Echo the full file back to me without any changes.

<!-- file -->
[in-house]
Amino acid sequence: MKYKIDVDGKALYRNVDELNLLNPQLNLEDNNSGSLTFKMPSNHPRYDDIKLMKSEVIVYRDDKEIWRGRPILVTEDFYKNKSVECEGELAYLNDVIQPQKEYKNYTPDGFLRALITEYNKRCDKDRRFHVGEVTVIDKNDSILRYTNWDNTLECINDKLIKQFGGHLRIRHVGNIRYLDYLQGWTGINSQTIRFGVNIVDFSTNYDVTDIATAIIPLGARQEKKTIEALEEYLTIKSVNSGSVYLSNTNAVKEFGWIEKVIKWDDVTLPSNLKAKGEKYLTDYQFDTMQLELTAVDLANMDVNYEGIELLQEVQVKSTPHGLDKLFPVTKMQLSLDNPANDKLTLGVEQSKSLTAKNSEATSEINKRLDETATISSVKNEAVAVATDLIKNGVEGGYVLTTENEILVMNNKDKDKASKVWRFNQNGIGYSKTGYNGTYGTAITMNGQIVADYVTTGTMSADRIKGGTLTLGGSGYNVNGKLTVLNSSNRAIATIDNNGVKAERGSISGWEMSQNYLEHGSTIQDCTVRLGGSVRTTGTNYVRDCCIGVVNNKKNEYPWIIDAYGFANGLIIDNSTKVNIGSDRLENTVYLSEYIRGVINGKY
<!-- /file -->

[in-house]
Amino acid sequence: MKYKIDVDGKALYRNVDELNLLNPQLNLEDNNSGSLTFKMPSNHPRYDDIKLMKSEVIVYRDDKEIWRGRPILVTEDFYKNKSVECEGELAYLNDVIQPQKEYKNYTPDGFLRALITEYNKRCDKDRRFHVGEVTVIDKNDSILRYTNWDNTLECINDKLIKQFGGHLRIRHVGNIRYLDYLQGWTGINSQTIRFGVNIVDFSTNYDVTDIATAIIPLGARQEKKTIEALEEYLTIKSVNSGSVYLSNTNAVKEFGWIEKVIKWDDVTLPSNLKAKGEKYLTDYQFDTMQLELTAVDLANMDVNYEGIELLQEVQVKSTPHGLDKLFPVTKMQLSLDNPANDKLTLGVEQSKSLTAKNSEATSEINKRLDETATISSVKNEAVAVATDLIKNGVEGGYVLTTENEILVMNNKDKDKASKVWRFNQNGIGYSKTGYNGTYGTAITMNGQIVADYVTTGTMSADRIKGGTLTLGGSGYNVNGKLTVLNSSNRAIATIDNNGVKAERGSISGWEMSQNYLEHGSTIQDCTVRLGGSVRTTGTNYVRDCCIGVVNNKKNEYPWIIDAYGFANGLIIDNSTKVNIGSDRLENTVYLSEYIRGVINGKY